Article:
“Koran by Heart” simultaneously embraces and subverts a familiar documentary genre. As several critics noted when it played last spring at the Tribeca Film Festival, it follows the formula of cute, precocious kids under win-or-lose pressure that was popularized by the 2002 film “Spellbound” and “Mad Hot Ballroom” in 2005.
Unlike a spelling bee or a dance tournament, though, the International Holy Koran Competition, held annually in Cairo, has consequences beyond triumph or tears. In Mr. Barker’s supple, subtle hands, the contest provides a means of exploring the tension within Islam between the kind of fundamentalism typified by rote, literalist instruction and the modernity outside the madrasa’s door.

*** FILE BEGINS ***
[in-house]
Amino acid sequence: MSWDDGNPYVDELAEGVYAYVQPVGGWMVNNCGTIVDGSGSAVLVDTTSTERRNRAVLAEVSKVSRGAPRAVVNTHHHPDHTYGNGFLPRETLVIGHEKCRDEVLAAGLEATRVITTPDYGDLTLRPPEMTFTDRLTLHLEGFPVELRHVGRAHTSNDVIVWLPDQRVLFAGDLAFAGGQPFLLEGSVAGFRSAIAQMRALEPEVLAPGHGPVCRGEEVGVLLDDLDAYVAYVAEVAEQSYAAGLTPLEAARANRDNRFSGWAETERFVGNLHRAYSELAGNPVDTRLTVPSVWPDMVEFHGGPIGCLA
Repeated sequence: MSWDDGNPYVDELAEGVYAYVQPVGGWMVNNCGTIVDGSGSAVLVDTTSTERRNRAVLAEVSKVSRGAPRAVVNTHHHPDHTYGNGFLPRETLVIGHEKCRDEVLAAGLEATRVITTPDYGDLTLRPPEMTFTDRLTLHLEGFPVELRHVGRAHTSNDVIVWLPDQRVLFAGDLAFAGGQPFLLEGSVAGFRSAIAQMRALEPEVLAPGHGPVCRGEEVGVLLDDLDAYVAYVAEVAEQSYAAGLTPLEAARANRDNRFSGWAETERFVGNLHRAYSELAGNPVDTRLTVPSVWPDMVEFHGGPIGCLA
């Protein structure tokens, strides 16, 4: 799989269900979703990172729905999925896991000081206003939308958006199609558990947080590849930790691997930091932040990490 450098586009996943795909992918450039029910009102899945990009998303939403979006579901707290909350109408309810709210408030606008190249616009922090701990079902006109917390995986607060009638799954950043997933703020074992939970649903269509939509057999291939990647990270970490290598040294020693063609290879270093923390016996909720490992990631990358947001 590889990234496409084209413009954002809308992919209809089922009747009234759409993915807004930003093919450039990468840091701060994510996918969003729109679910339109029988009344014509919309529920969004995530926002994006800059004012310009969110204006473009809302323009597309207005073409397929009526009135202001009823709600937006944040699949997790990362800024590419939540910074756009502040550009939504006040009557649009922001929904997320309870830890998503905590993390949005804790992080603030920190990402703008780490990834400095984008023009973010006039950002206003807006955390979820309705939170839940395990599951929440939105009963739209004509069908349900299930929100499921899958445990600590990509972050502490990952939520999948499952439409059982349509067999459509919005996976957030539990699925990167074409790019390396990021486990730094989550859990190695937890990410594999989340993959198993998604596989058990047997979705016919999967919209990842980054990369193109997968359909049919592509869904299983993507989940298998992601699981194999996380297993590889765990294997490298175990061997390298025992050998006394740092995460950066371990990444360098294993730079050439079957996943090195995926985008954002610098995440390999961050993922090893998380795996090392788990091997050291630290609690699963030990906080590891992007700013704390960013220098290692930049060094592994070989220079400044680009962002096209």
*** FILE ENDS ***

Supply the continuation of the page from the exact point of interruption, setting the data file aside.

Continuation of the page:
“I was interested in Islam as a force in the world,” Mr. Barker, 48, said in a Skype interview from his home in the Los Angeles area. “The struggles, the conversation about modernity within the faith. It’s not what most people are aware of. I was looking for a way to put a human face on the religion and on the struggle. And as a filmmaker, I was looking for a way in.”